Chainalysis findings show that there is currently more than $10 billion in illicit money (mostly stolen) held in crypto wallets
A new report from the blockchain data platform Chainalysis has revealed that crime involving cryptocurrencies last year hit an all-time high of $14 billion. This figure is almost twice the sum ($7.8 billion) recorded in 2020.
This upsurge in funds lost to fraudulent activity was, however, majorly attributed to the growth of the crypto markets. The markets saw transaction volumes rise by more than 550% to reach $15.8 trillion. The $14 billion sum lost represents just a mere figure of 0.15% of all the blockchain transactions seen in 2021.
"We had an explosion in the amount of on-chain activity (in 2021). It's just that the amount of crime didn't grow as fast as the amount of legitimate use cases," Chainalysis head of research Kim Grauer said
DeFi targeted heavily
The report also found that the swollen figure related to the explosion seen in the decentralised finance niche last year. Grauer explained that DeFi was particularly targeted as most of its resources have been made available for open-source access. She also explained that being a burgeoning field, DeFi was widely exploited by cybercriminals as it qualified as a target for crime.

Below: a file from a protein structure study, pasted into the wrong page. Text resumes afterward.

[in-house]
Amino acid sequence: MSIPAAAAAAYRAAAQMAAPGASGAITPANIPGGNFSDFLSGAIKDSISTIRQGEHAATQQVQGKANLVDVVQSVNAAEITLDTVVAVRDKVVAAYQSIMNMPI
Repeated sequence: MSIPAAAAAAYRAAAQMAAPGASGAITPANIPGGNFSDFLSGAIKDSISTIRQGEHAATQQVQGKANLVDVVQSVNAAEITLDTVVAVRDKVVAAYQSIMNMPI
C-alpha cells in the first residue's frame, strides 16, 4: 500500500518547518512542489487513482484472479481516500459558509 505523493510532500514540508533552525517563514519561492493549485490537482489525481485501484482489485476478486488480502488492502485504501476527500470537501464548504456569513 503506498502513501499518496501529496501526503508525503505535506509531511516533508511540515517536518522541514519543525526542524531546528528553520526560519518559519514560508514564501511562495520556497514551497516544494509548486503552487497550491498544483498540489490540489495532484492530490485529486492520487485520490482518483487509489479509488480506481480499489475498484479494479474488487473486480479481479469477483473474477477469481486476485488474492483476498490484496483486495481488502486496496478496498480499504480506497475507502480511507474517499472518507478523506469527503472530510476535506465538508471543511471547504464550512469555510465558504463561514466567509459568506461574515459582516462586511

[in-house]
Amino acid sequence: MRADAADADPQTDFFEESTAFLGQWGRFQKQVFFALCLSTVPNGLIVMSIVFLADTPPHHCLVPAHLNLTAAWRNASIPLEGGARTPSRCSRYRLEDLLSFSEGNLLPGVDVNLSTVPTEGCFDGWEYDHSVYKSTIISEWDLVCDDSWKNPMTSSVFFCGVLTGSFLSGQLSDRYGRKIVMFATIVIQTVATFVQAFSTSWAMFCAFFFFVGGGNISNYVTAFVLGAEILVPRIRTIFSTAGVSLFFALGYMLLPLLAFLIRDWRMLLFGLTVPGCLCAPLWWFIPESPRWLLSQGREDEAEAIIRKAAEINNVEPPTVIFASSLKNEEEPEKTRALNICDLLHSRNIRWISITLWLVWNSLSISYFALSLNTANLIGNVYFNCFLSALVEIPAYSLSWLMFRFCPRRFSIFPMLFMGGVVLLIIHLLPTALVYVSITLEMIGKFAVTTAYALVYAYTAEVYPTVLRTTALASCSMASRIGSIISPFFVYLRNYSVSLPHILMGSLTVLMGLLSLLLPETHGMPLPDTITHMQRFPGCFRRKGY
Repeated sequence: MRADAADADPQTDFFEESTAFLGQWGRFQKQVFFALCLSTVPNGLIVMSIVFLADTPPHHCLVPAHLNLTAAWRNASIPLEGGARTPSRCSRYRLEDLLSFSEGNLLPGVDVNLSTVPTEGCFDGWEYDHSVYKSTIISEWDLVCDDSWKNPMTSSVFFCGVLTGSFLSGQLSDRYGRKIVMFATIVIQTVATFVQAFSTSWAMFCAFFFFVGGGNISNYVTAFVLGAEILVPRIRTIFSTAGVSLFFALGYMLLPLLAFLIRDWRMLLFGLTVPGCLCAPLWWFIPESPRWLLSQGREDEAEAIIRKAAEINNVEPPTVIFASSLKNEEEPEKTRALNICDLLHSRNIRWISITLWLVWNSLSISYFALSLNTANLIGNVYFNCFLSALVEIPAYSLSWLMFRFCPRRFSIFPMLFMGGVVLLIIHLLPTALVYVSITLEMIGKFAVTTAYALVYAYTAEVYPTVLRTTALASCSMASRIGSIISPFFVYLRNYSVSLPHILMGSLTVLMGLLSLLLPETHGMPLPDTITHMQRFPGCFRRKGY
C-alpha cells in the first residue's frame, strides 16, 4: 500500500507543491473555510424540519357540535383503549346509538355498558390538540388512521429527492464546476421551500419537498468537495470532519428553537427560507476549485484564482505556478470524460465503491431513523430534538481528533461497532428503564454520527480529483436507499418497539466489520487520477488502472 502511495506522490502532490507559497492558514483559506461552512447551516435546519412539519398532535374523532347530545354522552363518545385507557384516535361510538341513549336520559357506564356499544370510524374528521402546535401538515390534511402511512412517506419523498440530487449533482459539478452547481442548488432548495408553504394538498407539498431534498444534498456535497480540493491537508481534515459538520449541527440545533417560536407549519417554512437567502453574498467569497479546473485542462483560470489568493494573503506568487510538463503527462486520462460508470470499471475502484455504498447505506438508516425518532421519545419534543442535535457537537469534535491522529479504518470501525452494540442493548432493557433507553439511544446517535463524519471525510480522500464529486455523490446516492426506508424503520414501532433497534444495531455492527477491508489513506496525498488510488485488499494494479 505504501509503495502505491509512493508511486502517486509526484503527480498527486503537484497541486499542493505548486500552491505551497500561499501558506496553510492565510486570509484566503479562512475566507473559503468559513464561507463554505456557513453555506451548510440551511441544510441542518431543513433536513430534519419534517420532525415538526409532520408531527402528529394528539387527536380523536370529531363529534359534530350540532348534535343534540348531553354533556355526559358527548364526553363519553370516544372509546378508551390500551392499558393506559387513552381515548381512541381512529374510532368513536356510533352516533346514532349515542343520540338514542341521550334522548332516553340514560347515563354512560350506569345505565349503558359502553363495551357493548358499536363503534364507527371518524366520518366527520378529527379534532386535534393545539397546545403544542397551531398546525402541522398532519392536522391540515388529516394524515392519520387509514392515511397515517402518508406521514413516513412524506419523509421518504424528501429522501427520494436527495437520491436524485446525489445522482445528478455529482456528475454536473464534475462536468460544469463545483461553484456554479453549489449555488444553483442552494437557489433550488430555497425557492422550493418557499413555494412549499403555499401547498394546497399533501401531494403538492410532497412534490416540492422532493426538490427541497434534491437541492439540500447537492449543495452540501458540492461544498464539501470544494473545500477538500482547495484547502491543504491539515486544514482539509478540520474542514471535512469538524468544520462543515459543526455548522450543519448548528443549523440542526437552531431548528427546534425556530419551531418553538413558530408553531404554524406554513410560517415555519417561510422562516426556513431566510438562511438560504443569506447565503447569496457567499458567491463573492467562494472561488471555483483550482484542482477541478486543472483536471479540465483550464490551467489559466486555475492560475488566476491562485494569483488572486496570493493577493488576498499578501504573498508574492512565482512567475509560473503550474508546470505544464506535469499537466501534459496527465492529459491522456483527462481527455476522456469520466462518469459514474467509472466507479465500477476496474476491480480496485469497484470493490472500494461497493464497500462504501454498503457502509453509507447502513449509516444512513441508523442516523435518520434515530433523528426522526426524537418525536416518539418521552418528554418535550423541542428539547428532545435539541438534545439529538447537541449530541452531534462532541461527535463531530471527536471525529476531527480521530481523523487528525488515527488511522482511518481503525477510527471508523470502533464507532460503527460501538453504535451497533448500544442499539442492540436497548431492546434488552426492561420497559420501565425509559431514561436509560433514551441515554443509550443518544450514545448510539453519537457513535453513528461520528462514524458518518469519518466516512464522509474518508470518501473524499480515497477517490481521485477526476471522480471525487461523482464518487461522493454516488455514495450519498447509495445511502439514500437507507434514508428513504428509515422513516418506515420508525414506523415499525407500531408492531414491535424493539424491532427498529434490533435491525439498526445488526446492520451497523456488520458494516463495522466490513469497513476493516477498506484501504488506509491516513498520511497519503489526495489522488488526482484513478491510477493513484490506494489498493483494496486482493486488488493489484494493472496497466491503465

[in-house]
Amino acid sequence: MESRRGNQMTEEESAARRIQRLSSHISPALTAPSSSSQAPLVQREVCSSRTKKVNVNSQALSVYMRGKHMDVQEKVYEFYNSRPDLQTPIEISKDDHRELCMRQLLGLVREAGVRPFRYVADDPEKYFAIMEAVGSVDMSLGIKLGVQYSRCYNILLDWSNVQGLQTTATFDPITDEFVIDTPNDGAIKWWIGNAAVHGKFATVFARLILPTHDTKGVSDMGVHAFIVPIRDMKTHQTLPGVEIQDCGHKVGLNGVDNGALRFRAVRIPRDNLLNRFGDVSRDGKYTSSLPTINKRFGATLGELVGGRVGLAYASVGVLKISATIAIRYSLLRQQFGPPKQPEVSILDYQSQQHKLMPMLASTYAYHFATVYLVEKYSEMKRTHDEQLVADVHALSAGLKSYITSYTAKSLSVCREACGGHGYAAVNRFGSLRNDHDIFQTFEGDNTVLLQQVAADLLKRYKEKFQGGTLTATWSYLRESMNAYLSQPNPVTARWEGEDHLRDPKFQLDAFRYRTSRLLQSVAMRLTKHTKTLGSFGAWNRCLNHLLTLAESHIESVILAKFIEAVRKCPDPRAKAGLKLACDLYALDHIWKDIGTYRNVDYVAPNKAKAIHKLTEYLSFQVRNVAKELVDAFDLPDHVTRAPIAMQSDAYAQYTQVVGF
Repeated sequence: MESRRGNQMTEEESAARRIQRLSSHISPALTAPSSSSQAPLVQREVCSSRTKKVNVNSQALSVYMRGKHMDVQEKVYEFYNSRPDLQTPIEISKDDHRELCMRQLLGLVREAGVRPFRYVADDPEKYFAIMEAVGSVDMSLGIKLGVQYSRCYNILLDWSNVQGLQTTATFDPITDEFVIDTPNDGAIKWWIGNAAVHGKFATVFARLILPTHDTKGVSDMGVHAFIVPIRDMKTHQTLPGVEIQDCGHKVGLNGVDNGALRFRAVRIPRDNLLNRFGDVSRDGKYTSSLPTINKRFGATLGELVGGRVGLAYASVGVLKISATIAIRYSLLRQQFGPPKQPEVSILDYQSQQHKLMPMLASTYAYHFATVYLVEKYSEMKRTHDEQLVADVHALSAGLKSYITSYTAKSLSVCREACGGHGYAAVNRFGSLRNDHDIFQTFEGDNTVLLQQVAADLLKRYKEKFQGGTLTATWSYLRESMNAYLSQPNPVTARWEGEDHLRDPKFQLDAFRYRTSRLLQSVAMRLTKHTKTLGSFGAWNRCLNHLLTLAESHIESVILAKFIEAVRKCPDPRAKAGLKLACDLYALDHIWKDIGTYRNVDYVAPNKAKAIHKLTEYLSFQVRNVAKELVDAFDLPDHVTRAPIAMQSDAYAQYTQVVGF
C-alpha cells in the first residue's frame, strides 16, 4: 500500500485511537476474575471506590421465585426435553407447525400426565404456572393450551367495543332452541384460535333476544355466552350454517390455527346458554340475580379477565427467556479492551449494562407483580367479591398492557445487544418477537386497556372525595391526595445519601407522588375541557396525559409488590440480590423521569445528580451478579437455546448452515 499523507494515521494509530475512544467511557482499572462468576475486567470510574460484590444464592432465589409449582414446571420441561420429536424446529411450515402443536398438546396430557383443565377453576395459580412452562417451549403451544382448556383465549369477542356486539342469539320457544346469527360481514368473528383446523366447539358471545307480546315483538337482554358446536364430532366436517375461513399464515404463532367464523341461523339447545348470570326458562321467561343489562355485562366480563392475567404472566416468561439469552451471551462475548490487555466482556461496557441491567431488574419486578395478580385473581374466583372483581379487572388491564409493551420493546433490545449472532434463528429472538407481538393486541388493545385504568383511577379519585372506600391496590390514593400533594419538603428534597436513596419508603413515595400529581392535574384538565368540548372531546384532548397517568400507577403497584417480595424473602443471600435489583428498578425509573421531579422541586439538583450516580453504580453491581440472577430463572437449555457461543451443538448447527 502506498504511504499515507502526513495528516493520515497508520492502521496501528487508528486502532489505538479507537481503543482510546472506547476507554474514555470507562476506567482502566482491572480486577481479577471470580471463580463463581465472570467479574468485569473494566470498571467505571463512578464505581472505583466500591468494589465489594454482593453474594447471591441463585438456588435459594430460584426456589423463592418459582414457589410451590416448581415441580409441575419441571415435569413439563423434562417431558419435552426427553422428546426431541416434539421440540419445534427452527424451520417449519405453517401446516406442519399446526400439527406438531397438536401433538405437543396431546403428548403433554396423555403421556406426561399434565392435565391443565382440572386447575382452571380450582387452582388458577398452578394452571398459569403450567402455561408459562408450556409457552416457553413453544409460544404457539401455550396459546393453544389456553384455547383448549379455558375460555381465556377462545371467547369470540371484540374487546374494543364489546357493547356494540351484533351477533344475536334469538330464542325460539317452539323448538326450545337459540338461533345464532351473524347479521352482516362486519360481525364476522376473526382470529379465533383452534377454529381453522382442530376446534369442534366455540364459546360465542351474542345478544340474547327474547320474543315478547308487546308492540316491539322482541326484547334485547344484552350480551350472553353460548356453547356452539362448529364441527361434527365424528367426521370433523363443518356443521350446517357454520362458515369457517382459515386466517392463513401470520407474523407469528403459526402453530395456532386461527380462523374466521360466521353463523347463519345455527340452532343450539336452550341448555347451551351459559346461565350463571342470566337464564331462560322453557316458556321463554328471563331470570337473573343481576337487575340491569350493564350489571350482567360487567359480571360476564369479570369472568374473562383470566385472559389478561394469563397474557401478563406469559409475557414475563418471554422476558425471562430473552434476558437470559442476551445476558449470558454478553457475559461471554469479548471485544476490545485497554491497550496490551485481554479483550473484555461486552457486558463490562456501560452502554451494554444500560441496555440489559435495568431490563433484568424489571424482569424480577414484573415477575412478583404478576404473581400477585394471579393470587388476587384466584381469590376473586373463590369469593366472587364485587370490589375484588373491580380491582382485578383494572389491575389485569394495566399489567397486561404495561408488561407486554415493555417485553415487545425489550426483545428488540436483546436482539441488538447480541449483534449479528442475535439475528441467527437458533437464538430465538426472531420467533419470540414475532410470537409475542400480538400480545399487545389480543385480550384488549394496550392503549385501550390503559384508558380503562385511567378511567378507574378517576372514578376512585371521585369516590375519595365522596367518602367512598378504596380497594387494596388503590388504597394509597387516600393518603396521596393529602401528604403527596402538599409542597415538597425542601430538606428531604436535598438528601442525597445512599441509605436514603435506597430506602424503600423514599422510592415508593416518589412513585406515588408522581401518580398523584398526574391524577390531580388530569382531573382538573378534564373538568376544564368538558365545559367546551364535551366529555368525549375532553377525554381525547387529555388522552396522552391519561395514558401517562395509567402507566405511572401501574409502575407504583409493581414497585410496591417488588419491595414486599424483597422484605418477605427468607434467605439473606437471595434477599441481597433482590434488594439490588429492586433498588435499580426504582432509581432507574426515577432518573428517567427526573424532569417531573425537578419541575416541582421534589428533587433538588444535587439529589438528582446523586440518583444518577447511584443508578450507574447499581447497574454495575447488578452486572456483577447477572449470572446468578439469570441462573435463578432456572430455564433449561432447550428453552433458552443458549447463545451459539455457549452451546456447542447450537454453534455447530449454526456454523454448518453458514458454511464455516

More specifically, the report detailed that by the close of the year, DeFi protocols were involved in about two-thirds, $2.2 billion of all the crypto lost to theft last year. This figure equates to a more than 500% increase from 2020.
"DeFi platform protocols are hacked very often because it's a new industry and a lot of the code is open-source, so people can look at the code and see vulnerabilities," Grauer stated.
Scams led the way, accounting for $7.8 billion worth of losses, and Chainalysis says that around $3 billion of this figure resulted from rug pulls. Rug pulls came about in a trend where developers create a seemingly (but not) legitimate crypto project, only to pull out and disappear with a load of cash, leaving the investors exposed.
The role of law enforcement
In the last year, law enforcement activity seen in handling crypto crime rose significantly. The IRS Criminal Investigation Unit is said to have seized $1 billion in crypto associated with the Silk Road darknet. Moreover, most of the Colonial Pipeline ransom was recovered.
However, Grauer elucidated that increased federal activity against crime does not mean crime figures more so in scamming will necessarily fall. Her reason is that several projects are coming up, and it's impossible to vet the legitimacy of them all.
"People are treating (investing) like a roulette table, and so I think that means there will be a lot of opportunities for people to get scammed," she noted.